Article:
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Sergeant Francis J. Haslage

Rifleman, Paratrooper

G Company, 504th Parachute Infantry Regiment, 82nd Airborne Division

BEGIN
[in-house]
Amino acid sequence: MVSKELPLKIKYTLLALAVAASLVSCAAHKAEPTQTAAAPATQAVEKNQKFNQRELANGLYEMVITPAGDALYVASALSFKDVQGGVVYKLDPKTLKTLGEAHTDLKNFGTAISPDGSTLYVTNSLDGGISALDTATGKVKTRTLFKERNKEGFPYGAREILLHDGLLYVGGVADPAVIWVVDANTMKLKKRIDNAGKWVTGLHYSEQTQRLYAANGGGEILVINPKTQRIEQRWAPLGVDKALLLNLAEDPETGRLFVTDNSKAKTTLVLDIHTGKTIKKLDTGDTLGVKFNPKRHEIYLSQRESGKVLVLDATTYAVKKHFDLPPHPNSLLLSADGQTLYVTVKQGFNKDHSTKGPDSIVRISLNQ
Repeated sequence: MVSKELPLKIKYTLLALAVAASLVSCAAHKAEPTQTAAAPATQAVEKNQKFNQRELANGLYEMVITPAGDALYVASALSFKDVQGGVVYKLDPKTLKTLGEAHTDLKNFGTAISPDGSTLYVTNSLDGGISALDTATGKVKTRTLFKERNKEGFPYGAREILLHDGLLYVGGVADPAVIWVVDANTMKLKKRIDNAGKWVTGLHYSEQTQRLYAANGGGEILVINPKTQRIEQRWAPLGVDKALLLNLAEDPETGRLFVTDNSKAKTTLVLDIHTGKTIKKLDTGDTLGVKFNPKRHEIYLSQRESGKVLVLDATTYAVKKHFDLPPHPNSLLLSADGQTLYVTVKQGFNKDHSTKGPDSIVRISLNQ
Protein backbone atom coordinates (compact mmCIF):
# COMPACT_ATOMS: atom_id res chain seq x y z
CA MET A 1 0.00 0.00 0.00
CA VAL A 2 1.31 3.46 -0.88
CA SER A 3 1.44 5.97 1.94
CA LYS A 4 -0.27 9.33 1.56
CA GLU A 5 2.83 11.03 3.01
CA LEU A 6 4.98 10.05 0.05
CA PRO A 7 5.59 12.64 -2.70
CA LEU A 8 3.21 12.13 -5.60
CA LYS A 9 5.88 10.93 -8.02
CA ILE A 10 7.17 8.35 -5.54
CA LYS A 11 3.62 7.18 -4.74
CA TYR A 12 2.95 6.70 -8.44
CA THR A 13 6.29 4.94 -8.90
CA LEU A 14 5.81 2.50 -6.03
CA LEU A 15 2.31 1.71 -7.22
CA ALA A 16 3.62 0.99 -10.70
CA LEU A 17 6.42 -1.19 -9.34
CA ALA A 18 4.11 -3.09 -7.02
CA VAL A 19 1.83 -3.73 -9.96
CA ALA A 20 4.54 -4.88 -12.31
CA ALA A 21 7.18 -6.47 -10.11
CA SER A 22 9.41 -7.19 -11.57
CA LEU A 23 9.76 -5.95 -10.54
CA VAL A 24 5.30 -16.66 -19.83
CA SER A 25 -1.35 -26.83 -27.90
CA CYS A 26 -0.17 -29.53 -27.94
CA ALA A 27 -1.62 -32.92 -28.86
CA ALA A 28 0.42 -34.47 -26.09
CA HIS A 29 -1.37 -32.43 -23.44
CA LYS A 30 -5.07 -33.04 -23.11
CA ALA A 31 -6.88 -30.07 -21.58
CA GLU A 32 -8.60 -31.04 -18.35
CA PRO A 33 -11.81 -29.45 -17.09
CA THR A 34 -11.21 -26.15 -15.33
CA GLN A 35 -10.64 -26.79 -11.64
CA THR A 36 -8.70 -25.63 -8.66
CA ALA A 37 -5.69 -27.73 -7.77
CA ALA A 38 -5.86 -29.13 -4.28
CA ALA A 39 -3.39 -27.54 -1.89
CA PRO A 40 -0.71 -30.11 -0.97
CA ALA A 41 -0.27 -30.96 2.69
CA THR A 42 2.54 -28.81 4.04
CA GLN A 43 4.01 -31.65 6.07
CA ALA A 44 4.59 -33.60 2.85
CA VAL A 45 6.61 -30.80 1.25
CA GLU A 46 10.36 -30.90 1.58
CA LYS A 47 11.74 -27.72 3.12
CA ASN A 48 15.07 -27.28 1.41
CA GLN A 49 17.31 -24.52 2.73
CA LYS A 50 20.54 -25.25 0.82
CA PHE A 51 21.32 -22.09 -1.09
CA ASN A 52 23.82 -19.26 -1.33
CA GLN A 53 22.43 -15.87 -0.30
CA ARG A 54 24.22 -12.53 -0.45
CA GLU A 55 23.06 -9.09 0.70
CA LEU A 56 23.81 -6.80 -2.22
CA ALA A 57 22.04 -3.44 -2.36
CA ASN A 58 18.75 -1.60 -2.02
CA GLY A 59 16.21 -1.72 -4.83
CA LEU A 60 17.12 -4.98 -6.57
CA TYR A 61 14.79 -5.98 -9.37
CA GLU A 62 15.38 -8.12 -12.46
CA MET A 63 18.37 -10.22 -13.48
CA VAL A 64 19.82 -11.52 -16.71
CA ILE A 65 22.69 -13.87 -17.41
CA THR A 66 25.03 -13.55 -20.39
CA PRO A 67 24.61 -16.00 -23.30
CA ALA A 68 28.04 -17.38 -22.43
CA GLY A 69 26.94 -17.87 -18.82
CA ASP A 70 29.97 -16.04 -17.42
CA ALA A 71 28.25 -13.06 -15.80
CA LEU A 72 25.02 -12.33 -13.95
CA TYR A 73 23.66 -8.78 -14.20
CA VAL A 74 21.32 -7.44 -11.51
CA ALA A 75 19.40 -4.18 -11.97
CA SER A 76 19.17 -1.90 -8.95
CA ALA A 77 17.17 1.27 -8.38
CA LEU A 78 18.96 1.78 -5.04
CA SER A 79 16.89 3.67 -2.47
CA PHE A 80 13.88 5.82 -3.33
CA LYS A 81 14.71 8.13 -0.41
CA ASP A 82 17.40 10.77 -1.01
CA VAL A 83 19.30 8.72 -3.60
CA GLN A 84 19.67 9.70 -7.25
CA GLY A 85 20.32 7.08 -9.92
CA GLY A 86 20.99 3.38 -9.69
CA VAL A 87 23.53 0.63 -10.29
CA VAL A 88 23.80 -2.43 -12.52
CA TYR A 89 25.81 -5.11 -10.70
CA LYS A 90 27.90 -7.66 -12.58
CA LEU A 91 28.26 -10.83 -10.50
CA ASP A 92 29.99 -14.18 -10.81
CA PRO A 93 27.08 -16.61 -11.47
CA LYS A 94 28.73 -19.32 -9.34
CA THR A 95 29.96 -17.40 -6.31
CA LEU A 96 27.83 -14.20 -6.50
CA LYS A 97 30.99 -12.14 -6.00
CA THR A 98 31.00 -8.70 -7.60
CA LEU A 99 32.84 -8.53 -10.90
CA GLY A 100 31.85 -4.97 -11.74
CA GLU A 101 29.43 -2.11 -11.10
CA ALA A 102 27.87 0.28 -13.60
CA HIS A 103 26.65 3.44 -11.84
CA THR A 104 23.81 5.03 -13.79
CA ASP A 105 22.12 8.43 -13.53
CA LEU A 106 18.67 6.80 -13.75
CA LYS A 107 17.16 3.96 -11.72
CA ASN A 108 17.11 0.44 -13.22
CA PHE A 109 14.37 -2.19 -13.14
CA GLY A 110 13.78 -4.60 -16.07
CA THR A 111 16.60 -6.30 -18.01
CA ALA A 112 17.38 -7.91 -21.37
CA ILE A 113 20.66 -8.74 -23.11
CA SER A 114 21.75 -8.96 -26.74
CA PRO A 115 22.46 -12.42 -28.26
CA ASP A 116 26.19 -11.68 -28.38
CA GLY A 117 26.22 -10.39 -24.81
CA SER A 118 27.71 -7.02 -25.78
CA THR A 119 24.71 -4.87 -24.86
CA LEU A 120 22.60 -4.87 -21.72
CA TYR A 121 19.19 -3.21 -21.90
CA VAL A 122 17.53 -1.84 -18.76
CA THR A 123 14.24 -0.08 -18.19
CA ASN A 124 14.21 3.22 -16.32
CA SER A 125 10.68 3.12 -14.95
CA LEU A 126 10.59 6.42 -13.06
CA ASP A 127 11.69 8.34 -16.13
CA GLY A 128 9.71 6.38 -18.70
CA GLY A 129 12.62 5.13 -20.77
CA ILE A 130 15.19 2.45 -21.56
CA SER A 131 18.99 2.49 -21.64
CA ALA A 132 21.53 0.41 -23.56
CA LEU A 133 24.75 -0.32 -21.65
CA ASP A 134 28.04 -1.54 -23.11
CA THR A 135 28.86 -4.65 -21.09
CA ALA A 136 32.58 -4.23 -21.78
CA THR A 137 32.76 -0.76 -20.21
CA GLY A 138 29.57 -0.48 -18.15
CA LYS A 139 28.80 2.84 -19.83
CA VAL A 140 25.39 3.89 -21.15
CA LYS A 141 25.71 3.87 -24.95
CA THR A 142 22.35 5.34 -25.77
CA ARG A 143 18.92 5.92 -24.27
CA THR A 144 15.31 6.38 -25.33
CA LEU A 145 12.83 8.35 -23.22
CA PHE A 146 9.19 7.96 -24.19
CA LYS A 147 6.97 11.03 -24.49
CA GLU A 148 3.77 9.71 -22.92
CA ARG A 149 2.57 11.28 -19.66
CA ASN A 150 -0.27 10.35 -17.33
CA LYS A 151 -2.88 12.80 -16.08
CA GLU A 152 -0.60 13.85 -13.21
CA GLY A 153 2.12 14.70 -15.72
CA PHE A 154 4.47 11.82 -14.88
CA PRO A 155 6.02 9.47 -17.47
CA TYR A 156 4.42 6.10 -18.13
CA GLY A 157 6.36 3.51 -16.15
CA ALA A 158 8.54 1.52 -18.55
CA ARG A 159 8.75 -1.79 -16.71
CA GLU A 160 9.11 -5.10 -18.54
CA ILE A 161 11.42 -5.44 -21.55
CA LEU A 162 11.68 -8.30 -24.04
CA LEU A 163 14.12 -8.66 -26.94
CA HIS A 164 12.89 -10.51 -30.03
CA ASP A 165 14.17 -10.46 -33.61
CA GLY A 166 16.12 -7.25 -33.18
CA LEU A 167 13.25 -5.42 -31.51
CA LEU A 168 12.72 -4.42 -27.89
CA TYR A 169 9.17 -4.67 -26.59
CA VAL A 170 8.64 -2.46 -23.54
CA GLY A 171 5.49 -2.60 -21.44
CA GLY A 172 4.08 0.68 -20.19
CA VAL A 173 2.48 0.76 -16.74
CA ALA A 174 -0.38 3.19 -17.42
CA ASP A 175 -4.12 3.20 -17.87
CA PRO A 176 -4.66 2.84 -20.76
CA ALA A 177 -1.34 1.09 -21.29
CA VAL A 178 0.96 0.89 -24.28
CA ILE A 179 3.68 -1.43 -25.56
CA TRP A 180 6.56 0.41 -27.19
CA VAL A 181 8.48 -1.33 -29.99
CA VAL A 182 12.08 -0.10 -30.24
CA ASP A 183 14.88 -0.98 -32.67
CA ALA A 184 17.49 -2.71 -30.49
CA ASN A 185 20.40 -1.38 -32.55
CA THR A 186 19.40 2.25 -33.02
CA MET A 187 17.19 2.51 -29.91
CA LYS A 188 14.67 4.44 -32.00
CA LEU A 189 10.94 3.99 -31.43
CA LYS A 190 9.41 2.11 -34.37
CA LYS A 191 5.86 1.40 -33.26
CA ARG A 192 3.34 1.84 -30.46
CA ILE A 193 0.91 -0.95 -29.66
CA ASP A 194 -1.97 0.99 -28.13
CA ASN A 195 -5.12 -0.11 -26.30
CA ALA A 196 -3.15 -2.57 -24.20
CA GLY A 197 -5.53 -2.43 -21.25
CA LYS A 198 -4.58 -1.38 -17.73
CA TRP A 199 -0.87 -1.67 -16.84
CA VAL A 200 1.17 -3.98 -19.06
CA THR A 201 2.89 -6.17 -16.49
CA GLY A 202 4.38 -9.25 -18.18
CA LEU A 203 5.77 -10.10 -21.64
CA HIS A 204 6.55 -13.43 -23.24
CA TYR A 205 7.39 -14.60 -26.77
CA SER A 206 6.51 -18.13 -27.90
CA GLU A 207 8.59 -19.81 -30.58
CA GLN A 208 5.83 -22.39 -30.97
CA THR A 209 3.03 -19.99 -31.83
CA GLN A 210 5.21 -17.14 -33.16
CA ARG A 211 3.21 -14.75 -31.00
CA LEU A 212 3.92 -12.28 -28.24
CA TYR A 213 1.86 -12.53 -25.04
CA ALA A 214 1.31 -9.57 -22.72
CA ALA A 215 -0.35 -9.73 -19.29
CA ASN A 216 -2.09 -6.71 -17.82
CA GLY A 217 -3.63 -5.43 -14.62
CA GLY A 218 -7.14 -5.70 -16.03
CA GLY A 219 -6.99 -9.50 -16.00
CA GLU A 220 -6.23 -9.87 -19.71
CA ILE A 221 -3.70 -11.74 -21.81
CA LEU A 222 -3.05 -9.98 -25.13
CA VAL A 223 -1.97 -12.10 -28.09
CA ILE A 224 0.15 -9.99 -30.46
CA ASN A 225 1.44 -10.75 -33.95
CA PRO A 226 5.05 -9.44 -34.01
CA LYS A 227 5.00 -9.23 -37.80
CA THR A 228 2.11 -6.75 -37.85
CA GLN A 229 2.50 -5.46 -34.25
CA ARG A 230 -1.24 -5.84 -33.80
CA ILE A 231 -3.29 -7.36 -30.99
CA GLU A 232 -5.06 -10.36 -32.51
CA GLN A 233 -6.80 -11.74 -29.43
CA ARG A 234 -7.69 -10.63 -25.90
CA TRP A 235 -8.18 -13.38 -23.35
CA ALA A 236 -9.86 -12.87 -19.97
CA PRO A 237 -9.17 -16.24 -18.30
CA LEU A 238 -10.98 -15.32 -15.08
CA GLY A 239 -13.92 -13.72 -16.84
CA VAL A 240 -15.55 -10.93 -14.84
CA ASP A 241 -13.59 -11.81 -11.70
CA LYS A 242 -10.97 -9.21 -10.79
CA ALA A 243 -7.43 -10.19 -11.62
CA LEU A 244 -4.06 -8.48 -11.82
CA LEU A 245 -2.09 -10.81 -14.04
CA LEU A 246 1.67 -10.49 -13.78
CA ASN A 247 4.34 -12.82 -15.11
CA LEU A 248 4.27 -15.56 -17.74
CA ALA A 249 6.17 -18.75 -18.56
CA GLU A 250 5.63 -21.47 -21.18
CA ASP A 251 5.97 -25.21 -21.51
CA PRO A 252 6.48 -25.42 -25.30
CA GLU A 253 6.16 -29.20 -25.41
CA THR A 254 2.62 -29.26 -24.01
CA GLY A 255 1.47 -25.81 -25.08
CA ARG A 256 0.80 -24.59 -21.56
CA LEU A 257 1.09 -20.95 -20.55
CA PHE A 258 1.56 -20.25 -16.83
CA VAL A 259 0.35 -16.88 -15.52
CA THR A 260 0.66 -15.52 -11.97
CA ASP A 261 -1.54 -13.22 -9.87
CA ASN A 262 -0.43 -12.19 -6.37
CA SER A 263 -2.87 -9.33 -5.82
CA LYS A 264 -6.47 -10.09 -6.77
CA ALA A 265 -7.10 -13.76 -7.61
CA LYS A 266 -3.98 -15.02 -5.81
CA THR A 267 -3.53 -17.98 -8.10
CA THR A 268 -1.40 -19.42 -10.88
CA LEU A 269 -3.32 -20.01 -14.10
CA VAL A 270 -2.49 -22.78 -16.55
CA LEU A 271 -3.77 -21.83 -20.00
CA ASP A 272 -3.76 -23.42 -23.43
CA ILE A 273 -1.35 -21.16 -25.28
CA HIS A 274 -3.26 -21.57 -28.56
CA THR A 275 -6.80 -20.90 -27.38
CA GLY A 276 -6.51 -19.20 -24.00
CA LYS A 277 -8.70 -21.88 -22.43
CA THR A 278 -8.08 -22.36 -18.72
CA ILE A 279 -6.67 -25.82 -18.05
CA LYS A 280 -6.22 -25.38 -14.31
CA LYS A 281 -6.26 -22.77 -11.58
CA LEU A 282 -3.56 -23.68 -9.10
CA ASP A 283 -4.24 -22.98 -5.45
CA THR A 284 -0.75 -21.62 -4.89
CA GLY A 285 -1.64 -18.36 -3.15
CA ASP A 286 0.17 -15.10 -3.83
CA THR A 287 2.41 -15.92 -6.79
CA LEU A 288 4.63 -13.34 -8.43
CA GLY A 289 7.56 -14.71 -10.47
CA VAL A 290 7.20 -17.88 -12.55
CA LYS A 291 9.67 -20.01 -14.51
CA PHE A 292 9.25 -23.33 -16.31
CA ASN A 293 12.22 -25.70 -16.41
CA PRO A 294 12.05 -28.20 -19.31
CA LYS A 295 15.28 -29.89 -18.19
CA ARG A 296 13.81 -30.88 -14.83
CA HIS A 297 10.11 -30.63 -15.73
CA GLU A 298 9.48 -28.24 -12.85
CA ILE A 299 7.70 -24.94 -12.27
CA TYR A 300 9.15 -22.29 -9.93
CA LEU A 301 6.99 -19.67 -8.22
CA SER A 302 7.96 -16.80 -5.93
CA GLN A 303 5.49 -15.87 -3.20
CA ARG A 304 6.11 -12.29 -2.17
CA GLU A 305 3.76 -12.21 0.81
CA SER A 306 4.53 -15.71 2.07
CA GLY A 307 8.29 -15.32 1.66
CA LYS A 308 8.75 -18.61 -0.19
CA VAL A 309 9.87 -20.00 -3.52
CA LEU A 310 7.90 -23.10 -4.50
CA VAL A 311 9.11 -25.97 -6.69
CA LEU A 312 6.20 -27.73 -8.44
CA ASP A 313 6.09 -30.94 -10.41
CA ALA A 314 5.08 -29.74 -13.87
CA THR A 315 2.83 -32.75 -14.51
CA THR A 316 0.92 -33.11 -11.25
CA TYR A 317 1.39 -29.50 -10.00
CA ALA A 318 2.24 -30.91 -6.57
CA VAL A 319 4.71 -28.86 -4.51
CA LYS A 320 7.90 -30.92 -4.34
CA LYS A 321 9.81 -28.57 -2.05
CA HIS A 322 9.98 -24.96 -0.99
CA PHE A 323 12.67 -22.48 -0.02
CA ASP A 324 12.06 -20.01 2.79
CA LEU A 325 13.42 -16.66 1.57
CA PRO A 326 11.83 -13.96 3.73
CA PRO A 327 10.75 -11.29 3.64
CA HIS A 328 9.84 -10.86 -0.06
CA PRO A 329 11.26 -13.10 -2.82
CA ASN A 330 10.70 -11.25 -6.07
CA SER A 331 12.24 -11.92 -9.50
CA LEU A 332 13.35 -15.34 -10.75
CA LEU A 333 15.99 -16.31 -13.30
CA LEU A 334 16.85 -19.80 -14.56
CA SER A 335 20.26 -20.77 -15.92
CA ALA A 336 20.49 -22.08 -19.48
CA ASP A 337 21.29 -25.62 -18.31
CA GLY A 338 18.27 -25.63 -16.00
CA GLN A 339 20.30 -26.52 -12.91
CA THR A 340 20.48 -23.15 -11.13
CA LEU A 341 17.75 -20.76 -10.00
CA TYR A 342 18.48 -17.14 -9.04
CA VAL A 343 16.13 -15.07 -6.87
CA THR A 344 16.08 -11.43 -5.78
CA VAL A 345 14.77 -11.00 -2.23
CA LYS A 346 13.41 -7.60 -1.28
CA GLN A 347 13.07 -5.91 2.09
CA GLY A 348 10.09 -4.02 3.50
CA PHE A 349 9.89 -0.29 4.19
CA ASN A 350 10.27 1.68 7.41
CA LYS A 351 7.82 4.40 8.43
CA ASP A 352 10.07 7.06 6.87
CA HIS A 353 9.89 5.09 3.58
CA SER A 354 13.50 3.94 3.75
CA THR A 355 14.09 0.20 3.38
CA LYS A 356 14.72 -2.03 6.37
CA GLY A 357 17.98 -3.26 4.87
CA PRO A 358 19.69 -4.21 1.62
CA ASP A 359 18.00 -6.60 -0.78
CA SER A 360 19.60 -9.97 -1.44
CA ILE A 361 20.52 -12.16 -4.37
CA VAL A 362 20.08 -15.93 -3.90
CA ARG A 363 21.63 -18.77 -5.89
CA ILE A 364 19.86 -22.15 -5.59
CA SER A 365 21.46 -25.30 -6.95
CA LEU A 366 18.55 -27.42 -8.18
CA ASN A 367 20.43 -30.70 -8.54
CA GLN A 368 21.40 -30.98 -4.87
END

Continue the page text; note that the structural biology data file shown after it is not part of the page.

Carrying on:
Francis “Jim” Haslage was born in February 1918 in Erie, Pennsylvania. From the outset, he had it rough. His father, a salesman, and veteran of the Mexican Border campaign having served with the 16th Infantry of the Pennsylvania National Guard, abandoned his family and fled westward, leaving Jim’s pregnant mother and infant sister alone on the streets of Erie to fend for themselves. In an attempt to try and make up for the lack of income, not long after Jim’s birth, his mother opened their house to boarders as a way to put food on the table for her two young children. It was a tough existence, even with the city growing around them. A few years later, however, good fortune struck when Jim’s mother married a new, much more caring, husband who took her and the children on as his own, raising them into adolescence. As Jim grew, life began to look a little more normal as he went through school alongside his sister, enjoying their childhoods like the other children around them. Tragedy, sadly, remained their destiny when their step-father passed away of cancer in 1934, once again leaving the trio alone to their own devices. With the onset of the Great Depression, the pressure was immense, however, Jim would not see his mother and sister suffer as they had. At this point, he dropped out of high school and began working a series of jobs to try and help the family’s financial situation. He started out working with a local storage company but after a few years managed to grab a meaningful long-term position with Erie General Electric as a crane operator. It was here that Jim was working when the Japanese attacked American soil at Pearl Harbor, plunging the entire country into war.